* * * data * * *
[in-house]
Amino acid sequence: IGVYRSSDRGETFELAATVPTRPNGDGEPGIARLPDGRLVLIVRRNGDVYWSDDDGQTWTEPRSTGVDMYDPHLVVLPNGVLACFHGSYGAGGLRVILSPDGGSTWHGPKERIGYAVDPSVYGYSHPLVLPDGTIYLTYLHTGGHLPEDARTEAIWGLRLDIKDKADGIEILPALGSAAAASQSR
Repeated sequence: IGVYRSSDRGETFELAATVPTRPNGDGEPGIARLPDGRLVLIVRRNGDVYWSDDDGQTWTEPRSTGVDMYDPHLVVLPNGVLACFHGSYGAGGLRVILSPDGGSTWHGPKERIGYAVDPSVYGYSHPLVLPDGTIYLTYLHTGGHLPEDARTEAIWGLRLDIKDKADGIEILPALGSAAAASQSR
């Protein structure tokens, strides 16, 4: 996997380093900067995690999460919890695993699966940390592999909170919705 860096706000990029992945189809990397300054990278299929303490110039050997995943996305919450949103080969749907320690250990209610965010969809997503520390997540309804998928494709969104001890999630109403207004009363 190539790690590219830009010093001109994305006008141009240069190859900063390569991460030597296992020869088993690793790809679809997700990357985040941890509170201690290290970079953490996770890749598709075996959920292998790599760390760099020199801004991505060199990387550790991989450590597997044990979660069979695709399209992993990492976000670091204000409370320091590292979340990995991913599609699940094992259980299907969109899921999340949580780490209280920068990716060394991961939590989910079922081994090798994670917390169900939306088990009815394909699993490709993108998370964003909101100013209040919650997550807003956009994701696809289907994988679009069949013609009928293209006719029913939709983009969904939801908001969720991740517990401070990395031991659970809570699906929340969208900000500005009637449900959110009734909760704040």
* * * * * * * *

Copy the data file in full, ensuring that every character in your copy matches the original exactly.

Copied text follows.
[in-house]
Amino acid sequence: IGVYRSSDRGETFELAATVPTRPNGDGEPGIARLPDGRLVLIVRRNGDVYWSDDDGQTWTEPRSTGVDMYDPHLVVLPNGVLACFHGSYGAGGLRVILSPDGGSTWHGPKERIGYAVDPSVYGYSHPLVLPDGTIYLTYLHTGGHLPEDARTEAIWGLRLDIKDKADGIEILPALGSAAAASQSR
Repeated sequence: IGVYRSSDRGETFELAATVPTRPNGDGEPGIARLPDGRLVLIVRRNGDVYWSDDDGQTWTEPRSTGVDMYDPHLVVLPNGVLACFHGSYGAGGLRVILSPDGGSTWHGPKERIGYAVDPSVYGYSHPLVLPDGTIYLTYLHTGGHLPEDARTEAIWGLRLDIKDKADGIEILPALGSAAAASQSR
């Protein structure tokens, strides 16, 4: 996997380093900067995690999460919890695993699966940390592999909170919705 860096706000990029992945189809990397300054990278299929303490110039050997995943996305919450949103080969749907320690250990209610965010969809997503520390997540309804998928494709969104001890999630109403207004009363 190539790690590219830009010093001109994305006008141009240069190859900063390569991460030597296992020869088993690793790809679809997700990357985040941890509170201690290290970079953490996770890749598709075996959920292998790599760390760099020199801004991505060199990387550790991989450590597997044990979660069979695709399209992993990492976000670091204000409370320091590292979340990995991913599609699940094992259980299907969109899921999340949580780490209280920068990716060394991961939590989910079922081994090798994670917390169900939306088990009815394909699993490709993108998370964003909101100013209040919650997550807003956009994701696809289907994988679009069949013609009928293209006719029913939709983009969904939801908001969720991740517990401070990395031991659970809570699906929340969208900000500005009637449900959110009734909760704040």